Max Schaefer – Children of the Sun (Granta, 2010)
I first read about this book the year before last over at Stewart Home’s blog. My interest was piqued as the subject matter was notorious gay neo-nazi skinhead Nicky Crane, who I’d previously written about here when his appearance in a Psychic TV video came to light. There wasn’t that much material available about Crane online (or anywhere) at the time and I’m still slightly concerned to see my site is the third thing that comes up in a google search for him.
I’ve been meaning to review the book for ages – it was my holiday read last year. This is based on my notes from a while back and what I can remember now.
“Children of the Sun” is fictionalised but accurate – Schaefer has certainly put the necessary research into this and there were no cringeworthy bits that usually crop up with depictions of the far right (from posh plays to The Bill). Various aspects of the British fascism are portrayed accurately but without descent into unnecessary trainspotterish detail. Some brushes with anti-fascists are described in similar ways to how they have been told to me as well.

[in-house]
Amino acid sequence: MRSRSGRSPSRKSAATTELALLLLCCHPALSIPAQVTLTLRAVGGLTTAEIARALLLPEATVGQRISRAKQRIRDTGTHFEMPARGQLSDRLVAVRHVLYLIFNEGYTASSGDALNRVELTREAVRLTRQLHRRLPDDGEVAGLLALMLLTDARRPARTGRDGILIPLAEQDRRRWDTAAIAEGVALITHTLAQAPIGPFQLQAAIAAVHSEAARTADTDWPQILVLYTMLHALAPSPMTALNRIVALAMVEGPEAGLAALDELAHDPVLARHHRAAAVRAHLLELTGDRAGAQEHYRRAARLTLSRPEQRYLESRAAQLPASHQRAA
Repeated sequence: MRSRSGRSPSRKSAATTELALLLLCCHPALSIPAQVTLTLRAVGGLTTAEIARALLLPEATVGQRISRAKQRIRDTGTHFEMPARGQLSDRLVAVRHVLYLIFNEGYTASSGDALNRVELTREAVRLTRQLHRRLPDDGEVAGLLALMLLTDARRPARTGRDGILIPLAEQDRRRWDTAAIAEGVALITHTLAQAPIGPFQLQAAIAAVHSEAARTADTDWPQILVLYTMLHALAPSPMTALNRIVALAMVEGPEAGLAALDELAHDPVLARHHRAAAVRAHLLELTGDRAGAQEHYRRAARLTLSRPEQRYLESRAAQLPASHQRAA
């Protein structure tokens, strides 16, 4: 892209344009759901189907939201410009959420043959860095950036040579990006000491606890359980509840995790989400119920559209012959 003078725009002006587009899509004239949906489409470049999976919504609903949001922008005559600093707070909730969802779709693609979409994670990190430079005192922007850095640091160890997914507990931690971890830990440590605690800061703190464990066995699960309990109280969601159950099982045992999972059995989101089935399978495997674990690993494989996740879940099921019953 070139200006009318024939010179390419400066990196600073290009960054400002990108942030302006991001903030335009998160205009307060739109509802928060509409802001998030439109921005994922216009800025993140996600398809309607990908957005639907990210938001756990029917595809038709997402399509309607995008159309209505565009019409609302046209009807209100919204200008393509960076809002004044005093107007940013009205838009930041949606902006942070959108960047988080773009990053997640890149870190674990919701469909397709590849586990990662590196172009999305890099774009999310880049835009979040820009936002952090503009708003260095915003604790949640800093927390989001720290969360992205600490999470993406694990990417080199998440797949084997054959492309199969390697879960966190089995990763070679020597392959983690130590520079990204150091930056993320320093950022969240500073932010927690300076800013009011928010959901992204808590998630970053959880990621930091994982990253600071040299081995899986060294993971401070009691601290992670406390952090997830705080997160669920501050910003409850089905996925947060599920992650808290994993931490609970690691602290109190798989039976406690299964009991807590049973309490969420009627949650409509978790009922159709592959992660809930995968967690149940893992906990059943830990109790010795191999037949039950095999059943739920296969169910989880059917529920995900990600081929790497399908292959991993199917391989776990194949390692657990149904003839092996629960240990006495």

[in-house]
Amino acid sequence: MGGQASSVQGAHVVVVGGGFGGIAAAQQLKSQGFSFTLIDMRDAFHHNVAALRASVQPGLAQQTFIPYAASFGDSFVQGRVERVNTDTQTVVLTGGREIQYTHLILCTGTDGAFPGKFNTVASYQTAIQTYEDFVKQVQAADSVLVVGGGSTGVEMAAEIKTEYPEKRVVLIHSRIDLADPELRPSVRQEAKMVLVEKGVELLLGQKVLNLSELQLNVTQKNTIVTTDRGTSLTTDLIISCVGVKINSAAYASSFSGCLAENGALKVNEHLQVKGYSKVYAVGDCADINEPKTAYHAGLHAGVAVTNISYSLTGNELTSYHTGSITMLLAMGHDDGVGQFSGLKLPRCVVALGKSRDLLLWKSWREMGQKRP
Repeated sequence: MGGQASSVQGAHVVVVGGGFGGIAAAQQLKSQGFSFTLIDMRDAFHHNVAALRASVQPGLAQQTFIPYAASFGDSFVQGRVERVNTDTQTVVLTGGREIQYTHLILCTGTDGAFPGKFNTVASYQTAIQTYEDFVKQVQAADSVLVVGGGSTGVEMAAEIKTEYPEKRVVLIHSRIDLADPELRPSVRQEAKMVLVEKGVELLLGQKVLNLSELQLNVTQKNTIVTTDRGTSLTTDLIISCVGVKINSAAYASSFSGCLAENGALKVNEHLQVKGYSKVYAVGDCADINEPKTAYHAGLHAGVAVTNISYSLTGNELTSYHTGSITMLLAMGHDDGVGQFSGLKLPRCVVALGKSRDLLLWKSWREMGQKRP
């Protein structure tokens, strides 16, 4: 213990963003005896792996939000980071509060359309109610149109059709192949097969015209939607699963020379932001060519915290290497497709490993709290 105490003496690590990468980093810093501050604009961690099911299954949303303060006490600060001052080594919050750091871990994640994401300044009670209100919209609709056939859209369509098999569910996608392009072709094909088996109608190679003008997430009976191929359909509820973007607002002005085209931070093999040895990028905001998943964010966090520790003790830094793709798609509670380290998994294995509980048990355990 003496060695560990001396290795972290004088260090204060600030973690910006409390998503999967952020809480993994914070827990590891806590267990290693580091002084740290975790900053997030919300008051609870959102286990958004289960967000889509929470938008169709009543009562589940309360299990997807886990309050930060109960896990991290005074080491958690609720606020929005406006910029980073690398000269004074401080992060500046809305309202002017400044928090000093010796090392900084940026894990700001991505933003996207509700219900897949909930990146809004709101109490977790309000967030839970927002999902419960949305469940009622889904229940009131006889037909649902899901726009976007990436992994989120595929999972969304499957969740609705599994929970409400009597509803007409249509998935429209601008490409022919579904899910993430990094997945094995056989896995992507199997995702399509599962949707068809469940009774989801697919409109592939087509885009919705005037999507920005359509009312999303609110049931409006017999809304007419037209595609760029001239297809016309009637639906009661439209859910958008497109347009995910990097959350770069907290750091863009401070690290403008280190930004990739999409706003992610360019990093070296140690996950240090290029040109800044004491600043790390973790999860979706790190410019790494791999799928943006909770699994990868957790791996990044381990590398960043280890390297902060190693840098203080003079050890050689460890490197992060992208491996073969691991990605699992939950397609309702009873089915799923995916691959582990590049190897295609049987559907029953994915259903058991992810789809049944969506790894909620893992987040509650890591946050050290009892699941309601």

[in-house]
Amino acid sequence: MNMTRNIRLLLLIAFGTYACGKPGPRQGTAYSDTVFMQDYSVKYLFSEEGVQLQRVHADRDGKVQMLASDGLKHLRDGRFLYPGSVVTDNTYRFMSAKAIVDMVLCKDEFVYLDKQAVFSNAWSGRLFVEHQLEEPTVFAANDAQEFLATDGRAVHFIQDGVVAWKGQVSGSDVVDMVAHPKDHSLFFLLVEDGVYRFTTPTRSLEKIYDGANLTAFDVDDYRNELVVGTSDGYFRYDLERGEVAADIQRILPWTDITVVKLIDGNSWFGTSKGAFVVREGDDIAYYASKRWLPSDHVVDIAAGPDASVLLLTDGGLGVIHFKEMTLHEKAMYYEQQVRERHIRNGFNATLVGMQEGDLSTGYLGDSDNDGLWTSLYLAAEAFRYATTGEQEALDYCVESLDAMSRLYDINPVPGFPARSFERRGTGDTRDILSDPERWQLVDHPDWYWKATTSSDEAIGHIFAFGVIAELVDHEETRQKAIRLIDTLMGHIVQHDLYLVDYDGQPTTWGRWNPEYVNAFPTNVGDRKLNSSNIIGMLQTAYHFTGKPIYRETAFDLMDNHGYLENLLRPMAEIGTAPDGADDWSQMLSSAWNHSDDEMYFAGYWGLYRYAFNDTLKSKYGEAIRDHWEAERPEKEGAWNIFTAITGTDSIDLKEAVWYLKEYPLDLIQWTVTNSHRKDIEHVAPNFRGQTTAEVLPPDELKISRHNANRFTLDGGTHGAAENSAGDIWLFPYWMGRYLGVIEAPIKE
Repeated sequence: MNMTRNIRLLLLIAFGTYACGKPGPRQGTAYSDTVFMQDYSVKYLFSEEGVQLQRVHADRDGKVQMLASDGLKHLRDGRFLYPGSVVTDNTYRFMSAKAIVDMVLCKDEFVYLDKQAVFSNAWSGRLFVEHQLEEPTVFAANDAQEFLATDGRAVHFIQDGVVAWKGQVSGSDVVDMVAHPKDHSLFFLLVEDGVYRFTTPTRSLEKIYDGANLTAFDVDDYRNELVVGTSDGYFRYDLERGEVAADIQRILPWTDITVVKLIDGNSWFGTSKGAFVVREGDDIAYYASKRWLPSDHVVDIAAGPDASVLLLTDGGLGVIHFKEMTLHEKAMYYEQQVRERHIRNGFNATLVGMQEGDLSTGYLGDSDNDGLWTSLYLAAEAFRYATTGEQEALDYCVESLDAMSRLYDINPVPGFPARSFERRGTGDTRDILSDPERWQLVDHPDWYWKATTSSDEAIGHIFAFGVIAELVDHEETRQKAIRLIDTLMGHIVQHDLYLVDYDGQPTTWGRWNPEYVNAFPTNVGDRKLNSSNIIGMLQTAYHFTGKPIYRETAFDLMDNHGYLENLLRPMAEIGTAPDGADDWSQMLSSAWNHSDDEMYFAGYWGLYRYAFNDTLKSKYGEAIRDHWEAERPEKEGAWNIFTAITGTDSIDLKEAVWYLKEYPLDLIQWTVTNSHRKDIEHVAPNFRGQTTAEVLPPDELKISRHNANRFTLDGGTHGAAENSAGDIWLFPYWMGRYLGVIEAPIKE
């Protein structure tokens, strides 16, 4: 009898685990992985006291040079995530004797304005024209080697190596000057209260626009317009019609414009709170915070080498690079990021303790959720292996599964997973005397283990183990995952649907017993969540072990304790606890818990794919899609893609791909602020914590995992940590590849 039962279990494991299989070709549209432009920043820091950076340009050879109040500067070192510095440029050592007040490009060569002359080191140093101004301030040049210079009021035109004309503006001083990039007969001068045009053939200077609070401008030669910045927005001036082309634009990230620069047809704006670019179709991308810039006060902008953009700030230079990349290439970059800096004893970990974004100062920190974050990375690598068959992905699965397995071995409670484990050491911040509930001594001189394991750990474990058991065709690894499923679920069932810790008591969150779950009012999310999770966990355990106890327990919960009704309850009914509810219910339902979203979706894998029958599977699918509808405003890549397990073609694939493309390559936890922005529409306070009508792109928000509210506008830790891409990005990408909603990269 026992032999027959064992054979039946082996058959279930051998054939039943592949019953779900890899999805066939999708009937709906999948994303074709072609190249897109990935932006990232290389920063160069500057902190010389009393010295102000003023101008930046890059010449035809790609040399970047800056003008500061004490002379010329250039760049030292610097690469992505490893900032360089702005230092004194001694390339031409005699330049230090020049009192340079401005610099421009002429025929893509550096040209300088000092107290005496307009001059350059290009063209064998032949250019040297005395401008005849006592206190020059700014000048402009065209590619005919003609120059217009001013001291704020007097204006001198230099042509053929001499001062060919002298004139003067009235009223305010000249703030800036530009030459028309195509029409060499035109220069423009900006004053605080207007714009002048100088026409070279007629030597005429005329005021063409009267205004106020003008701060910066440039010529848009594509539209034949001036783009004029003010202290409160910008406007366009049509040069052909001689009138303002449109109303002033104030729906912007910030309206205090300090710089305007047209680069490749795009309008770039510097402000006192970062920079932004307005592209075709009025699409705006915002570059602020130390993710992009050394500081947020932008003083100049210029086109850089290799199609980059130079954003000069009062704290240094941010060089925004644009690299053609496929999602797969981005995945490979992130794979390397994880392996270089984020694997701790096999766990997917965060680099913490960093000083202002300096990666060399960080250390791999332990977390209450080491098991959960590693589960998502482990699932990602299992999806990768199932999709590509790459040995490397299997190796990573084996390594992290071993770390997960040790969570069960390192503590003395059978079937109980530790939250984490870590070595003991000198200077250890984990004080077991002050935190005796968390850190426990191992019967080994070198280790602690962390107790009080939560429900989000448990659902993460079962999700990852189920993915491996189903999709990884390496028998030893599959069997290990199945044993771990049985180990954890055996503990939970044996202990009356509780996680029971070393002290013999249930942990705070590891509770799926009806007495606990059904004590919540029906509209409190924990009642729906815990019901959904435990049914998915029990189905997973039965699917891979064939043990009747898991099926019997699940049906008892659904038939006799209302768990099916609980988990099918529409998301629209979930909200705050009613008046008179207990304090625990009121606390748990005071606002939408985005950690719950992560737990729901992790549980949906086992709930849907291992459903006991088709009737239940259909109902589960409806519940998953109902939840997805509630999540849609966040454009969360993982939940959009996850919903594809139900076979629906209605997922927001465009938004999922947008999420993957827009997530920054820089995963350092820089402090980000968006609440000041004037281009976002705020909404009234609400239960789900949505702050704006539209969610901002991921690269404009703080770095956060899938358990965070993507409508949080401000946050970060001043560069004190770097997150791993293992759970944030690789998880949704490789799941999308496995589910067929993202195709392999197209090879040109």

The heart of the story is the interplay between two protagonists – one a contemporary of Crane’s on the far right, another a young researcher who is obsessed with Crane after his death. Although violence and sex are certainly part of the narrative it’s not a football hoolie book which is hagiographic and uncritical.
There is also a good depiction of the paranoia that an obsessive immersion in this material can induce…
The book is not something to read on the train as lurid news clippings and far right agit prop are reproduced throughout. Crane still exerts a morbid fascination on many from beyond the grave – both on the far right and in aspects of gay subculture. I saw him around on a few occasions whilst studying in central London in the early nineties and can confirm he seemed like someone best avoided. The fact that he was living something of a double life doesn’t really detract from this. Clearly a novel about his life will raise more questions than it answers, but it is a good read and I’d definitely recommend it if you have an interest in this sort of subject matter.